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Coltejer: A Tale of Rise and Fall in the Colombian Textile Industry

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Coltejer, the leading textile company in Colombia, recently announced the liquidation of its last five employees and its decision to focus on selling its properties. This move marks the end of an era for the company, which played a significant role in the country’s industrial development. Founded in 1907 with just 12 workers and four looms, Coltejer grew to become one of the largest textile companies in Latin America, employing up to 17,000 workers in the 1970s and 1980s. However, a combination of factors, including low production, smuggling, government policies, and the pandemic, contributed to its decline. This article explores the reasons behind Coltejer’s closure and its implications for the textile industry in Colombia.

After 115 years of tradition , the company stated:

“We would like to report that Coltejer SA unilaterally terminated the last employment contracts that were in force. It will continue with the actions tending to the sale of the properties located in the Municipality of Itagüí and the lease of warehouses in the same sector”.

Factors Contributing to Coltejer’s Closure:

Coltejer’s closure did not happen overnight; it was the result of a long-term decline. The company faced several challenges, including low production, which led to a decline in competitiveness, as well as the smuggling of fabrics, which undermined the domestic market. Moreover, the government’s policy changes, such as the removal of import duties on textiles, further eroded Coltejer’s competitiveness. These factors, combined with bad management decisions, led to the company’s downfall.

The COVID-19 pandemic was the final blow for Coltejer. The textile industry was one of the hardest-hit sectors during the pandemic, with a decline in demand for textiles and clothing worldwide. Coltejer, like many other textile companies, was unable to cope with the economic shock caused by the pandemic.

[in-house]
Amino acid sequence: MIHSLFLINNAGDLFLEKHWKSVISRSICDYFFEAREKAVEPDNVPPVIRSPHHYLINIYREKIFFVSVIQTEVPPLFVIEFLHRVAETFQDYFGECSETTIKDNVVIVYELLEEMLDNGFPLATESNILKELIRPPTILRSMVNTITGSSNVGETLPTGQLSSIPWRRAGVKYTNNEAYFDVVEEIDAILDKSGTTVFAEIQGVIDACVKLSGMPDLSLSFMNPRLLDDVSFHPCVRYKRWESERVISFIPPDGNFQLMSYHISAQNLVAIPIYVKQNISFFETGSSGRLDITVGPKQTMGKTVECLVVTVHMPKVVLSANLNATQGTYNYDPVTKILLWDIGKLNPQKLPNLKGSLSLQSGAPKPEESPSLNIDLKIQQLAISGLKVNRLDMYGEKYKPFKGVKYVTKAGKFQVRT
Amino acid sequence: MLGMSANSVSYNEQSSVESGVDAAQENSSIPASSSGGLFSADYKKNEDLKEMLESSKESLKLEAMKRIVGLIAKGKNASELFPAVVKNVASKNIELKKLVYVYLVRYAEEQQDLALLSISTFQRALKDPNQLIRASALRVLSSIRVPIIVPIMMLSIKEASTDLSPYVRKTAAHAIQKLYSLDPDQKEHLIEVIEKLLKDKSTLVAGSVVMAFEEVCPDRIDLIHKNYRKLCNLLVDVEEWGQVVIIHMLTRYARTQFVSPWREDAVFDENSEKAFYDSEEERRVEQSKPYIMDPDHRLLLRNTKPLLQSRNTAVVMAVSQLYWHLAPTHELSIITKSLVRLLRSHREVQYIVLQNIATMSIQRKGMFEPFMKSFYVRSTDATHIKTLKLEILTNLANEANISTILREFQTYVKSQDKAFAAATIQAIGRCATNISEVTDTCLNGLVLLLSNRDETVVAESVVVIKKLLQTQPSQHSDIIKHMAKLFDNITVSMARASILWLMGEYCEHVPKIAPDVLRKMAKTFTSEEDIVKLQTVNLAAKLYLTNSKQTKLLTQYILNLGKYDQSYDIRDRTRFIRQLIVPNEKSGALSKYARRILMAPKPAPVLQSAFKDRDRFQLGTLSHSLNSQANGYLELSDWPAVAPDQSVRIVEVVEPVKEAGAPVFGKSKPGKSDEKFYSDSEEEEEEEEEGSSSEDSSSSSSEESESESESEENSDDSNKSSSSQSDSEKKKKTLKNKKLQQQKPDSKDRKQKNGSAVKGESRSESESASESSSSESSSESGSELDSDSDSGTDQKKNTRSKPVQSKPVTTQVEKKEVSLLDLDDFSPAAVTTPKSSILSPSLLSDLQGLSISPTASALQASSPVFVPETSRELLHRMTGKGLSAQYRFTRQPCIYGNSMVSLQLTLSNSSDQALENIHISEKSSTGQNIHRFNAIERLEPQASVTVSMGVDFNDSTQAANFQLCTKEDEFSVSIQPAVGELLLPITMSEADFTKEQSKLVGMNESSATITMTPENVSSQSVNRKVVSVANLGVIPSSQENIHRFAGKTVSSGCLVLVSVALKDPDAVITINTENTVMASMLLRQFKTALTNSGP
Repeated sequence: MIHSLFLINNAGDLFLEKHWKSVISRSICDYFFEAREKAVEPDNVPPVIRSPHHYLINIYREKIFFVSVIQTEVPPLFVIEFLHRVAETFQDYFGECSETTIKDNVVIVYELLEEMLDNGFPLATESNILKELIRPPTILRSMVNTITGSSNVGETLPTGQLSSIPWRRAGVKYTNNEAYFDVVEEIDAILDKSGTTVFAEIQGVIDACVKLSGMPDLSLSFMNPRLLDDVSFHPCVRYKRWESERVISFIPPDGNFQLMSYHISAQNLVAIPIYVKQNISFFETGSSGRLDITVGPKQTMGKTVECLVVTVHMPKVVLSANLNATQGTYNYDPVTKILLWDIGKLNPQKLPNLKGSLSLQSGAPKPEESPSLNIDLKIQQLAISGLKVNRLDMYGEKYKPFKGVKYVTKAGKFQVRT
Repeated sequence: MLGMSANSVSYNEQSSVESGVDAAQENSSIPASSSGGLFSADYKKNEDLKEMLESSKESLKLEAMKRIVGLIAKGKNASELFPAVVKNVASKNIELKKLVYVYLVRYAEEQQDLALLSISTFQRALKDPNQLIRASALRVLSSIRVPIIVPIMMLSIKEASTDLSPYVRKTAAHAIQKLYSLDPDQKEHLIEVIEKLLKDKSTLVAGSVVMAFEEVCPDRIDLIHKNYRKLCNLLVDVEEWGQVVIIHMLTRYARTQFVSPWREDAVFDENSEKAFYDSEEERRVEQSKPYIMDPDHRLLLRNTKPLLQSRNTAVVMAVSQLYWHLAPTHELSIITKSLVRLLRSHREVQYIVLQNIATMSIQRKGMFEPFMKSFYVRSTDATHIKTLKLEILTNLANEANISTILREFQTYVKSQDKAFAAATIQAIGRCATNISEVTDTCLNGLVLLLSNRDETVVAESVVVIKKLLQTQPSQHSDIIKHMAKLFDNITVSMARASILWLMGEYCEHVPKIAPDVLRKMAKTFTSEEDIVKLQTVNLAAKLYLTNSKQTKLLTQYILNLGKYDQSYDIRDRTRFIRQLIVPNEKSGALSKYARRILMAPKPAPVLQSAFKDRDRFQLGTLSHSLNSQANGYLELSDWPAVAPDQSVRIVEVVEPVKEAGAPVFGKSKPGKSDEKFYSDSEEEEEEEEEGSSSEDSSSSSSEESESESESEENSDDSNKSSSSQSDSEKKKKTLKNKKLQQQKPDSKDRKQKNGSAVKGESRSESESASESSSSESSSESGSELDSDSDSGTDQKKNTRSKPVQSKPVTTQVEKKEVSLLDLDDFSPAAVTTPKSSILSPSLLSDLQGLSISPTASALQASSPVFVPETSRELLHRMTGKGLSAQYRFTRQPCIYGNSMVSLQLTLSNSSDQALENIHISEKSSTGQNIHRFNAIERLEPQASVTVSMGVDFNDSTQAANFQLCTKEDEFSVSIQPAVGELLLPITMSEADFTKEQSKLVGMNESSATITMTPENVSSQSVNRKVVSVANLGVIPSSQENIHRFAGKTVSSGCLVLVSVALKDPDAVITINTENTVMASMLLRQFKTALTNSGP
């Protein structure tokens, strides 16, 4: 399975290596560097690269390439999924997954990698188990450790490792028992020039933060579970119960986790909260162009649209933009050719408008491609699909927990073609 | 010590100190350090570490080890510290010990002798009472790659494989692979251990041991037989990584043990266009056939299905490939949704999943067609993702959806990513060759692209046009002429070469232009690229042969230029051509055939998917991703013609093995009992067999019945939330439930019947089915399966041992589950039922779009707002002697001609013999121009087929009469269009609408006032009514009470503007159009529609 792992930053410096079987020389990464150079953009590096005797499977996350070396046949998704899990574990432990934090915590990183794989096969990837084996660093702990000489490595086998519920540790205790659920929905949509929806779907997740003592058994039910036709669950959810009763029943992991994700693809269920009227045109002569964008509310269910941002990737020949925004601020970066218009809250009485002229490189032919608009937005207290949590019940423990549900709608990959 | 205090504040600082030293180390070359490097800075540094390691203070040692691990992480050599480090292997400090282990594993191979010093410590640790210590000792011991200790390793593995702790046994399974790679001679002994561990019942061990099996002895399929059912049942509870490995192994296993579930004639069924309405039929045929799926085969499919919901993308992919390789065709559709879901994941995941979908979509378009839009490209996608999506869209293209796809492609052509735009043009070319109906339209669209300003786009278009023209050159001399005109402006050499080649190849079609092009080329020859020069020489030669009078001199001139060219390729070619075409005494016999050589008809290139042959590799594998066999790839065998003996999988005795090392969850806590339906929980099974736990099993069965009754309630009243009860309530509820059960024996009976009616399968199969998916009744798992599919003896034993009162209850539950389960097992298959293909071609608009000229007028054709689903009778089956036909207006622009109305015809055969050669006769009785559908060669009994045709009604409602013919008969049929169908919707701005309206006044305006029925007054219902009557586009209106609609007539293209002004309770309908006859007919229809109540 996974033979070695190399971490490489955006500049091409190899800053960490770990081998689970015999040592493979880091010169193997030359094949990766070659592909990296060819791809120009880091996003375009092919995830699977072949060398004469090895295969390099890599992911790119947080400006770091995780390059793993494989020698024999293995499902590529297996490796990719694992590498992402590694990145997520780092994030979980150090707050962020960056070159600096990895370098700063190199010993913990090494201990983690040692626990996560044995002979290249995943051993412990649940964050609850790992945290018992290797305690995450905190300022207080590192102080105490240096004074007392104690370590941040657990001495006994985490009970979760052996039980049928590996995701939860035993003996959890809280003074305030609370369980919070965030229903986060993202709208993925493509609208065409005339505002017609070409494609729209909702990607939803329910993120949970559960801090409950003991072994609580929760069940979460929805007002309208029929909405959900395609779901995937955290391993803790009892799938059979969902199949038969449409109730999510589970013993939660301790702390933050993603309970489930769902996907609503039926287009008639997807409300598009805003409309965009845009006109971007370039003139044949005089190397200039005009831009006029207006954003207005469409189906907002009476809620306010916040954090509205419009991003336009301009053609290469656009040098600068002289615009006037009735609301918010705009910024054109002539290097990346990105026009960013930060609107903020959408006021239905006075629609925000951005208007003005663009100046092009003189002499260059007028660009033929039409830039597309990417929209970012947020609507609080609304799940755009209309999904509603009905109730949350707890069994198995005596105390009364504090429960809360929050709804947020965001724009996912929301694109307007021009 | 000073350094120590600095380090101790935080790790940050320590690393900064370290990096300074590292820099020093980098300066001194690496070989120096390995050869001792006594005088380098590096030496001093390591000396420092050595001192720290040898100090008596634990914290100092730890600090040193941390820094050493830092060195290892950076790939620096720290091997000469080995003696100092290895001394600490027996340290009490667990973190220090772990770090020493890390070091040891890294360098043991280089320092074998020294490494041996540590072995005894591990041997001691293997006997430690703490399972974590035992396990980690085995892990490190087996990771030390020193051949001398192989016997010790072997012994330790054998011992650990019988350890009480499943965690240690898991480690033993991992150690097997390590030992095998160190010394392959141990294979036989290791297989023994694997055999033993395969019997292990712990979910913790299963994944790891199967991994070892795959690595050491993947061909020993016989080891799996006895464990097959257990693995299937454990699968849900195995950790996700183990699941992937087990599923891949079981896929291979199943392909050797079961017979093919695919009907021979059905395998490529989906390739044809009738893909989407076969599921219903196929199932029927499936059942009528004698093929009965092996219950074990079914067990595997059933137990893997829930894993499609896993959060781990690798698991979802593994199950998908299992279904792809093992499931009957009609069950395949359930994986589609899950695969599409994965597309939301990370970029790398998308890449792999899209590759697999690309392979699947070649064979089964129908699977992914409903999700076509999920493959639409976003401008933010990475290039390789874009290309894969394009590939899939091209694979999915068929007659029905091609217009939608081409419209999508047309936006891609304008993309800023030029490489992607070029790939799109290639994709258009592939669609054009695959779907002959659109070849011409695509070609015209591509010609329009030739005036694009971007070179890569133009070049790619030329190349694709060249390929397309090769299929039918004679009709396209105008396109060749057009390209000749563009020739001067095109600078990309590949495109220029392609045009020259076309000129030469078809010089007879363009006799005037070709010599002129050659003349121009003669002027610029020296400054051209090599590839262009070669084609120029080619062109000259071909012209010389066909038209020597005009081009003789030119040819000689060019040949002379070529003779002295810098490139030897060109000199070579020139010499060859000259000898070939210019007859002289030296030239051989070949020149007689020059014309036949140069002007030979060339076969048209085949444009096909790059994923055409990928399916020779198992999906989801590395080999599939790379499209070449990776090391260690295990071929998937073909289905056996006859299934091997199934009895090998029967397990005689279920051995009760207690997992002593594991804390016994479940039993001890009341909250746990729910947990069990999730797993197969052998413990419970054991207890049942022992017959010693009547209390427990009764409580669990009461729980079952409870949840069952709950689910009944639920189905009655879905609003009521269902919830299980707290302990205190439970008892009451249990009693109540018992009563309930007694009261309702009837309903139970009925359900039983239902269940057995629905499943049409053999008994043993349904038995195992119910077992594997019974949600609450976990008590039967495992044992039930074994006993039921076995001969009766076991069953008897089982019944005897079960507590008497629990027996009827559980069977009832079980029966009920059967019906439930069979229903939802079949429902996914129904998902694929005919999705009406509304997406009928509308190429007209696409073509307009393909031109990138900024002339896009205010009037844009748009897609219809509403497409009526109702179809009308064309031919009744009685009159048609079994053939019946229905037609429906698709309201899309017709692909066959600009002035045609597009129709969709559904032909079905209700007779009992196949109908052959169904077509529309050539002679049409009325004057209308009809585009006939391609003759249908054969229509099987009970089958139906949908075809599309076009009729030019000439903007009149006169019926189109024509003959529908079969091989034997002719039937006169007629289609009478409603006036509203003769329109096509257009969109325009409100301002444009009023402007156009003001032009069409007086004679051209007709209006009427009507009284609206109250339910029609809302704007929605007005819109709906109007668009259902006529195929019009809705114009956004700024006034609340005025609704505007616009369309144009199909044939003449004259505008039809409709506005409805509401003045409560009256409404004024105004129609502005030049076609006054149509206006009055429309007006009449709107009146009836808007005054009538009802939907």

Implications for the Textile Industry in Colombia:

Coltejer’s closure has significant implications for the textile industry in Colombia. First, it represents a loss of jobs and skills in the sector, which may take years to recover. Second, it undermines the country’s industrial development, as Coltejer was one of the few remaining large textile companies in Colombia. Third, it highlights the need for the government to develop policies that support the textile industry and promote competitiveness.

Moving Forward:

The closure of Coltejer raises important questions about the future of the textile industry in Colombia. How can the country develop a competitive and sustainable textile industry? What policies can the government implement to support the industry? What can be learned from Coltejer’s experience?

One possible solution is to focus on sustainable production practices and innovation. By adopting sustainable production practices, textile companies in Colombia can reduce their environmental impact, increase their competitiveness, and appeal to socially conscious consumers. Innovation, such as the development of new materials and technologies, can also enhance the industry’s competitiveness and create new opportunities for growth.

Conclusion:

Coltejer’s closure represents the end of an era for the Colombian textile industry. While the company faced several challenges that contributed to its decline, its closure highlights the need for sustainable business practices, innovation, and government policies that support the industry

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